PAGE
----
ad hominem

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  • adj

Words related to ad hominem

appealing to personal considerations (rather than to fact or reason)

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In connecting an axiomatic argument with an argumentum ad hominem, the reader must be careful not to associate Jonas's use of the argumentum ad hominem with it being a logical fallacy, such as one would find described in a introductory textbook on logic.
According to the list of traditional types of fallacies, H's move is considered to be an argumentum ad hominem.
For a judge to determine the fitness or competence of a lawyer primarily on the basis of his alma mater is clearly an engagement in an argumentum ad hominem [fallacy of attacking the character or circumstances of an individual advancing a statement],' the decision read.
Finalmente, hablamos de una superpalabrota: hieratico, y sobre la falacia numero uno: el argumentum ad hominem.
Hees is habitually drunk, the Prime Minister introduced a textbook example of the fallacious personal attack known as the argumentum ad hominem, here appearing in its abusive variant, which was in this case killing.
Many of us are familiar with fallacies or deceptive arguments such as argumentum ad hominem (appeal to the person), ad misericordiam (to pity), ad verecundiam (to authority), and others.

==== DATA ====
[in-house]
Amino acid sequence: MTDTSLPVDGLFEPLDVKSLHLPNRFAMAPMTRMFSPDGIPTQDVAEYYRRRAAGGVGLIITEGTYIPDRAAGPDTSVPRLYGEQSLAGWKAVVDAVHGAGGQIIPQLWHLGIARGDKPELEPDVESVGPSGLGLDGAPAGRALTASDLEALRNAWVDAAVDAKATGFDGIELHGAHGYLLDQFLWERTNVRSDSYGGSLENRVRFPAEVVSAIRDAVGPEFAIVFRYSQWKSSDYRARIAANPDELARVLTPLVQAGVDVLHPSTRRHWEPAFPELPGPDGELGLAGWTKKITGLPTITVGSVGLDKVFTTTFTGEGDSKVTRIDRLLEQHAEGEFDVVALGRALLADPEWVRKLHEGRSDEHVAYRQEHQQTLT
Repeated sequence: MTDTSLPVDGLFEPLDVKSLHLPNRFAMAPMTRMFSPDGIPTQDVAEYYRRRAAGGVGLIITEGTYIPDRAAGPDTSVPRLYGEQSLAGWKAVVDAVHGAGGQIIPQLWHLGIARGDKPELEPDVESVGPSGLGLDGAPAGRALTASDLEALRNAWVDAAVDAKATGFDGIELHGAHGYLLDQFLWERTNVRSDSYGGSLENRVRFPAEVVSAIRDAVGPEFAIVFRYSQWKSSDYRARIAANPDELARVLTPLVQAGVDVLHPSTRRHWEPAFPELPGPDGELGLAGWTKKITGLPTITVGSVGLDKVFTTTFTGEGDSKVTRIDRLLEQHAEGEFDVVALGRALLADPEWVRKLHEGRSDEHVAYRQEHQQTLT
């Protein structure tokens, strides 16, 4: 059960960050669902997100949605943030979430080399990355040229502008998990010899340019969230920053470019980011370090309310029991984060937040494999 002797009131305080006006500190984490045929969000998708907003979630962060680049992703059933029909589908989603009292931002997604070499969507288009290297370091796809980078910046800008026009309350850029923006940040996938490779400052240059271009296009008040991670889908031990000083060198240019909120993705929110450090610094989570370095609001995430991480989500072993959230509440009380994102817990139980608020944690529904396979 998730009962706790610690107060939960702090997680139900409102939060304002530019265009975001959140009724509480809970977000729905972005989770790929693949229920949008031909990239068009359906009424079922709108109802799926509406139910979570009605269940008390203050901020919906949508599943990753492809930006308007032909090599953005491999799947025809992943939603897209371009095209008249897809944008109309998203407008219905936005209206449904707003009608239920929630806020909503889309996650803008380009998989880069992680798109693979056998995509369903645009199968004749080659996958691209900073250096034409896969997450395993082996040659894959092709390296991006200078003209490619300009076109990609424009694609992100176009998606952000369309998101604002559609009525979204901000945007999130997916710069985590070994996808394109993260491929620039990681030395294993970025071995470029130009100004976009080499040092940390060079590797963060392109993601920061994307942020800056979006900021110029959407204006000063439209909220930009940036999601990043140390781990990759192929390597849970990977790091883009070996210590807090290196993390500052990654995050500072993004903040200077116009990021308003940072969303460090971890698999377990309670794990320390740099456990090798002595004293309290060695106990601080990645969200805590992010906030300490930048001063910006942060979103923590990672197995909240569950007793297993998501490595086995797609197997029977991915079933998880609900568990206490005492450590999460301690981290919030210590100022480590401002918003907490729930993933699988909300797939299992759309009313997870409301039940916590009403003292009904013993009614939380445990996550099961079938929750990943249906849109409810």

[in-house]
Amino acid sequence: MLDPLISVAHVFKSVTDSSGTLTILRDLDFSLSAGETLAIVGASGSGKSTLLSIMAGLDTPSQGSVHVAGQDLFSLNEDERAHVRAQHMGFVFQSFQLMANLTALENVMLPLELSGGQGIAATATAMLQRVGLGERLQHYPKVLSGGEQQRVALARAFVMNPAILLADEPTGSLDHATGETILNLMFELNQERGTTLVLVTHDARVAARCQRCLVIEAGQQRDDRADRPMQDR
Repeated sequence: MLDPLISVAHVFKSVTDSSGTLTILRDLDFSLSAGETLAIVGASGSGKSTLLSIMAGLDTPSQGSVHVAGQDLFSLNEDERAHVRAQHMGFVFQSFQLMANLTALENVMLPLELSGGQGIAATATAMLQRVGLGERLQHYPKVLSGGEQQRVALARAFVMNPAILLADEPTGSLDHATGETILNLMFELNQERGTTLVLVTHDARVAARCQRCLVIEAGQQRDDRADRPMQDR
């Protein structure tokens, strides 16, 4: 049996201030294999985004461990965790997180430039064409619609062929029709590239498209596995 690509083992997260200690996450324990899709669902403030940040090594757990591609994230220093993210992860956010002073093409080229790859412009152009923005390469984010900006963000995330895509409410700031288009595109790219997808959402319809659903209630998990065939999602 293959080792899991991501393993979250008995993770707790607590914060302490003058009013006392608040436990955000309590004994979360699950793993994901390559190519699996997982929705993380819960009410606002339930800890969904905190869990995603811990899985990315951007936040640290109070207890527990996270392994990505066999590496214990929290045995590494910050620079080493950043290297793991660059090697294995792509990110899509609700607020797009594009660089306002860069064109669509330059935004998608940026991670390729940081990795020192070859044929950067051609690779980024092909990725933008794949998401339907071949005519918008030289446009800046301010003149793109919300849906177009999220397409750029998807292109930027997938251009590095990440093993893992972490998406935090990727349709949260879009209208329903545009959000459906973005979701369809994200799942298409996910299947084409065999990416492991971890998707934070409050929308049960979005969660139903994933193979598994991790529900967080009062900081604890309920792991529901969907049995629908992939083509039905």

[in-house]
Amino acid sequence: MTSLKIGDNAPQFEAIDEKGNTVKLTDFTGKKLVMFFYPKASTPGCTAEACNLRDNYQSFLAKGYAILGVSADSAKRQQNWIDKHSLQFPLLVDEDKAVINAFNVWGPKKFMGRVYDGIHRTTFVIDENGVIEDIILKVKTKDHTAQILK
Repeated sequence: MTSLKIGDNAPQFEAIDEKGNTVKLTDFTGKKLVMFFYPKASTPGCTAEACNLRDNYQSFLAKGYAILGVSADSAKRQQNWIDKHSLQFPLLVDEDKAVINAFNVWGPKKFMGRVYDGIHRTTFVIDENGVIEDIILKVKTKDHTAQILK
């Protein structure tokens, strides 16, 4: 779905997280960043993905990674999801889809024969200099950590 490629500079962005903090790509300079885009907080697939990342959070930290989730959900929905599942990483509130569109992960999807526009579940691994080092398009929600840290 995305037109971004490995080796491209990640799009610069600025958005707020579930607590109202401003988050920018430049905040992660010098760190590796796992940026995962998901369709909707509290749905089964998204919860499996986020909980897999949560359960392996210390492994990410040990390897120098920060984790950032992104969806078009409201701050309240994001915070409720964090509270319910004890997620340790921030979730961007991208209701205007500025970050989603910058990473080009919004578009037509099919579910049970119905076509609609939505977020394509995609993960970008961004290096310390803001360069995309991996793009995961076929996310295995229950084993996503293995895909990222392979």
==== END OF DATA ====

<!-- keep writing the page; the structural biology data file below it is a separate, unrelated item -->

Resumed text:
Desde que el filosofo ingles John Locke clasificara cierto tipo de juicios como argumentum ad hominem -argumento dirigido a la persona--, estos se han entendido en muchos casos como la forma de falacia mas comun.
An analysis of the argumentum ad hominem from the perspective of strategic manoeuvring may be help in answering this question.
Following a brief introduction to the controversy, I will discuss our current understanding of argumentum ad hominem, particularly Walton's view of dialectical shifts during the course of an argument.
Secondly, the personal attacks are impelled by the fallacy of argumentum ad hominem which, in the language of the late Dean Francisco Africa, writing in "The Art of Argumentation Debate," is committed "when the disputant befogs the issue, thus evading the arguments of his opponent, and instead directs his attacks at the character, personality or belief of his adversary.
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